Bow Wow Wow

  • Bow Wow Wow
  • Your Cassette Pet [tape] (UK EMI) 1980 
  • See Jungle! See Jungle! Go Join Your Gang Yeah! City All Over, Go Ape Crazy (RCA) 1981 
  • I Want Candy (RCA) 1982 
  • The Last of the Mohicans EP (RCA) 1982 
  • Twelve Original Recordings (Harvest) 1982 
  • When the Going Gets Tough the Tough Get Going (RCA) 1983 
  • The Best of Bow Wow Wow (UK Receiver) 1989 
  • Annabella
  • Fever (RCA) 1986 
  • Chiefs of Relief
  • Chiefs of Relief (Sire) 1988 

Bow Wow Wow may have been easily dismissed by some as rock entrepreneur Malcolm McLaren’s cynical creation, but the band deserved better. Combining musicians lured away from Adam and the Ants (with whom McLaren had briefly worked) with 15-year-old singer Annabella Lwin, the ever-provocative McLaren formed the band, launching their career via a 45, “C-30, C-60, C-90 Go,” which espoused the virtues of home taping at a time when the band’s record company (and virtually all others) were beginning to frantically oppose it. True to McLaren’s precepts (although it should be noted that tapes at that time were not as commonly copied as discs), Your Cassette Pet is a tape-only collection of eight songs. Except for “I Want My Baby on Mars” and a painful rendition of “Fools Rush In,” the material is marked by Annabella’s breathless ranting and incessant drumming style “borrowed” from the African Burundi tribe. The results are cheerful if smarmy.

The first full-length album, See Jungle! See Jungle!, isn’t as wound up as Cassette Pet, but does show artistic growth. By downplaying the leering football chants, Bow Wow Wow is able to investigate subtler lyrics and rhythms. And fueled by drummer Dave Barbarossa, they pack quite a wallop.

Last of the Mohicans is a four-song EP whose producer (Kenny Laguna, of Joan Jett fame) and lead-off track (the Strangeloves’ “I Want Candy”) were chosen presumably for their American commercial potential. If nothing else, the sound is cleaner than before.

The discographical plot thickens with I Want Candy, released in two distinctly different versions. The American LP is comprised of the Mohicans EP, four tracks from See Jungle! (three of them remixed) and two new cuts. The UK album of the same title makes Your Cassette Pet available on vinyl, except for “Louis Quatorze.” It also includes a few British single sides and the US-only EP, with its re-recorded “Louis Quatorze.” Got that?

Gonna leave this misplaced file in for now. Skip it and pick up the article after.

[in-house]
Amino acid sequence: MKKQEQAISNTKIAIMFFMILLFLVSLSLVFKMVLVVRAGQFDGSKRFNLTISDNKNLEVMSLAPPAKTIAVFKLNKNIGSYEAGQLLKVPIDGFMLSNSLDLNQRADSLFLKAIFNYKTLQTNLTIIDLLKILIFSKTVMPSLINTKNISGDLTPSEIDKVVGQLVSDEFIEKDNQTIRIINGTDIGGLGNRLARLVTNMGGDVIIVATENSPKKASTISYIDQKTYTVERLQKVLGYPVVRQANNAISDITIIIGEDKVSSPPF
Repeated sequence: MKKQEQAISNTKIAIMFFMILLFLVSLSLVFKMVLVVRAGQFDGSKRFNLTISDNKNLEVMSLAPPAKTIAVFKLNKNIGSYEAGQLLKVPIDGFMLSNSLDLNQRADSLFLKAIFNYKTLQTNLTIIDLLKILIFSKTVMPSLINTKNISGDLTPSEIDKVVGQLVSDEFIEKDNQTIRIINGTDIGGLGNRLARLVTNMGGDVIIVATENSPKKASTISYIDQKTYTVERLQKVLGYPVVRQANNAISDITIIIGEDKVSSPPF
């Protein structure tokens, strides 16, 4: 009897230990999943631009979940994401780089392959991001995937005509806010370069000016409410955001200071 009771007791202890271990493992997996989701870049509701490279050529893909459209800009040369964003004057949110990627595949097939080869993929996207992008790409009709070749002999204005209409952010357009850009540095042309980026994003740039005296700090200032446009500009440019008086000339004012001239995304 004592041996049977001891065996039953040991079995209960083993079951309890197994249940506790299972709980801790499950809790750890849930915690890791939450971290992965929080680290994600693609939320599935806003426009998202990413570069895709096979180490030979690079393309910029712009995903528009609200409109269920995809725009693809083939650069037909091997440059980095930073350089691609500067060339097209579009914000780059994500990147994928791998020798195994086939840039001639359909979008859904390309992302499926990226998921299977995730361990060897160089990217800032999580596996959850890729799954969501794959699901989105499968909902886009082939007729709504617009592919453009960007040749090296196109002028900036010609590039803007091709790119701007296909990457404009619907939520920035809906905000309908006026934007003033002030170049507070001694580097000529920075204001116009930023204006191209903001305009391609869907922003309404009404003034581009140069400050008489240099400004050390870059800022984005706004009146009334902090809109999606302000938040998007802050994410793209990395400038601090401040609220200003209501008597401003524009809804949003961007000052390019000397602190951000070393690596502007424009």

Not to be outdone, EMI’s American affiliate issued Twelve Original Recordings. This is essentially the British I Want Candy LP minus several tracks. Pay your money and take your choice.

McLaren and Bow Wow Wow parted company in 1982 and the all-new When the Going Gets Tough was recorded free of his machinations. On their final album, Bow Wow Wow delivered much the same musical barrage as before, but without any of the propagandistic pretense. The band subsequently ejected Annabella and regrouped as the Chiefs of Relief. The Best of Bow Wow Wow neatly compresses Bow Wow Wow’s entire career — with hits and album selections from Your Cassette Pet through When the Going Gets Tough — onto a single sixteen-track album.

Having outgrown her traumatic youth, Annabella’s solo album is basically high-gloss rubbish, despite the efforts of six very different producers (including Slade’s Jim Lea, hip-hop heavy John Robie and Zeus B. Held). It’s not that Annabella can’t sing, it’s just that she’s foundering here without purpose or personality. Even a cover of Alice Cooper’s “School’s Out” goes appallingly wrong.

Opening his mouth, Bow Wow Wow guitarist Matthew Ashman formed the Chiefs of Relief as the post-Annabella version of that band, but it took a few years before anything came of it. By that time, he had teamed with ex-Pistols/Professionals drummer Paul Cook and, joined by a bassist and keyboard player, begun playing a pop-safe hybrid of rap, beatbox funk and loud rock. At times resembling a tamer Big Audio Dynamite (a bit too closely), the Chiefs are nonetheless an agreeable dance-powered outfit that draws on the varied experiences of its creative team to kick the songs into fun gear. Richard Gottehrer’s production accommodates the assorted directions handily, making Chiefs of Relief an easy pill to swallow.

[Scott Isler / Ira Robbins]